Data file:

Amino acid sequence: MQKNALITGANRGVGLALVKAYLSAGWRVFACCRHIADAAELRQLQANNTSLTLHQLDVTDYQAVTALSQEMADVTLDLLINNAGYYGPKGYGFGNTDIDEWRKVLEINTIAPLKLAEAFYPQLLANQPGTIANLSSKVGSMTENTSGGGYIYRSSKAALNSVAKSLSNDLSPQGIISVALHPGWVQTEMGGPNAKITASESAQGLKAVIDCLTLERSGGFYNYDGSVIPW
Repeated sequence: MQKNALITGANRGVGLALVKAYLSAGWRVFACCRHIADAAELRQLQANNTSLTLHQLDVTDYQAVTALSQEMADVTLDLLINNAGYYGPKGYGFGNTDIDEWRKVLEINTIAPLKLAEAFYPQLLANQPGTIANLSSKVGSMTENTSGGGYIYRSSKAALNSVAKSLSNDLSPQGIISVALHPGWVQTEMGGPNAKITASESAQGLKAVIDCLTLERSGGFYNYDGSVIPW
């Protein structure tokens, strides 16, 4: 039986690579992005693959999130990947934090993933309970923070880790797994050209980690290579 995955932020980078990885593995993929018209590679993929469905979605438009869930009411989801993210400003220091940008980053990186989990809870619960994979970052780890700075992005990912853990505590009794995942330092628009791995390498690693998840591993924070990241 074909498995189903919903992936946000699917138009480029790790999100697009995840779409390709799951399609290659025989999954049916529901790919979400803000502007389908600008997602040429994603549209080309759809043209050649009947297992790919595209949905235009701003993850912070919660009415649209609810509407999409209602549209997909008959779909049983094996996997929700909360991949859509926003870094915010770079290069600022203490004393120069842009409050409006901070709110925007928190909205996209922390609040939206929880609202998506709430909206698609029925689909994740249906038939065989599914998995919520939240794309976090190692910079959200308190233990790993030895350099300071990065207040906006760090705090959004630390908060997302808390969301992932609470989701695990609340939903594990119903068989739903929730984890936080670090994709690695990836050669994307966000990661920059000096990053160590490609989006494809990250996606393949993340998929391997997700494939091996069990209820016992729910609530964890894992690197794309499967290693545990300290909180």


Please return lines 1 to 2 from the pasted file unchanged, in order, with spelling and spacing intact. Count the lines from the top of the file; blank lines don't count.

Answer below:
Amino acid sequence: MQKNALITGANRGVGLALVKAYLSAGWRVFACCRHIADAAELRQLQANNTSLTLHQLDVTDYQAVTALSQEMADVTLDLLINNAGYYGPKGYGFGNTDIDEWRKVLEINTIAPLKLAEAFYPQLLANQPGTIANLSSKVGSMTENTSGGGYIYRSSKAALNSVAKSLSNDLSPQGIISVALHPGWVQTEMGGPNAKITASESAQGLKAVIDCLTLERSGGFYNYDGSVIPW
Repeated sequence: MQKNALITGANRGVGLALVKAYLSAGWRVFACCRHIADAAELRQLQANNTSLTLHQLDVTDYQAVTALSQEMADVTLDLLINNAGYYGPKGYGFGNTDIDEWRKVLEINTIAPLKLAEAFYPQLLANQPGTIANLSSKVGSMTENTSGGGYIYRSSKAALNSVAKSLSNDLSPQGIISVALHPGWVQTEMGGPNAKITASESAQGLKAVIDCLTLERSGGFYNYDGSVIPW